With the recent release of Windows Mobile 5.0, which includes a "push" email system integrated with Microsoft Corp. (Nasdaq: MSFT)'s Exchange server, the mobile device market has entered a new phase of intense competition, with vendors from different industry segments working toward a common goal: a single mobile device for unified messaging, comprising "one-number" voice-call forwarding, mobile email, and enterprise data applications.

While it remains true that "No one ever got fired for choosing BlackBerry," it's clear that different companies, and different types of industries, have widely varying needs. Indeed, some enterprise IT departments have abandoned the single-device rollout altogether, preferring to let users make their own choices, using security and mobile applications that can, at least in theory, be centrally controlled.

In keeping with Unstrung's focus on enterprise users of wireless technology, this report is intended primarily to compile and describe makers of devices being used by, or finding their way into, the enterprise. Inevitably, the companies making devices for the enterprise are also consumer-focused. (RIM, for example, which has built a powerful market through carrier-based enterprise deployments, has recently come out with devices for the consumer market, while Motorola is essentially attempting to cross over in the other direction.)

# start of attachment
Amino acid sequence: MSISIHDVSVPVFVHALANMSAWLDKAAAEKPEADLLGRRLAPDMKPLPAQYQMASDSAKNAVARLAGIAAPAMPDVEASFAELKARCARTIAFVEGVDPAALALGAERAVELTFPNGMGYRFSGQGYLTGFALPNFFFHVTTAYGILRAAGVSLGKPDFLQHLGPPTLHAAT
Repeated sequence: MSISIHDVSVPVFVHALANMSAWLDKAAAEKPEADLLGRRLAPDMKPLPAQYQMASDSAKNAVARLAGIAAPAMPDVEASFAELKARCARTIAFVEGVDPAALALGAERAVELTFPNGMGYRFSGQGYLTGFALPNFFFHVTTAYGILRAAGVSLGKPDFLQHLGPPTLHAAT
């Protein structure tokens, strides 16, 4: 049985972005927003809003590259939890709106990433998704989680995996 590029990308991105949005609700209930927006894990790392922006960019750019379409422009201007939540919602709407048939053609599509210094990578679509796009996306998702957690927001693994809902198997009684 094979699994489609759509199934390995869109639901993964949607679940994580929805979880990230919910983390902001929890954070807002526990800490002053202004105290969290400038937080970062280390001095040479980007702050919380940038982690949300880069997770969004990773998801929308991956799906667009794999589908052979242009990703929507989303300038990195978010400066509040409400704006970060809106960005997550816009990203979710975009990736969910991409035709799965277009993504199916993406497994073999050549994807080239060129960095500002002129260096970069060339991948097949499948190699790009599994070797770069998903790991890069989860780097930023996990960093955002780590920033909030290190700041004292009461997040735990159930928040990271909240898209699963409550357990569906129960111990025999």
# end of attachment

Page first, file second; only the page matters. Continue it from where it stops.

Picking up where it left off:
As with other initial Who Makes What reports in specific coverage areas, this report is intended in part as a marker and a starting point for discussion and amplification. We’ve done our best to identify all vendors, but we're bound to have overlooked some. So please feel free to point out omissions – either by posting a note on the message board for this article (our preferred method) or by sending us an email. Please include "Who Makes What" and your company name in the subject field to help us find messages. We will update the report as necessary, adding product categories and names, as we receive comments from readers.

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— Richard Martin, Senior Editor, and Dan Jones, Site Editor, Unstrung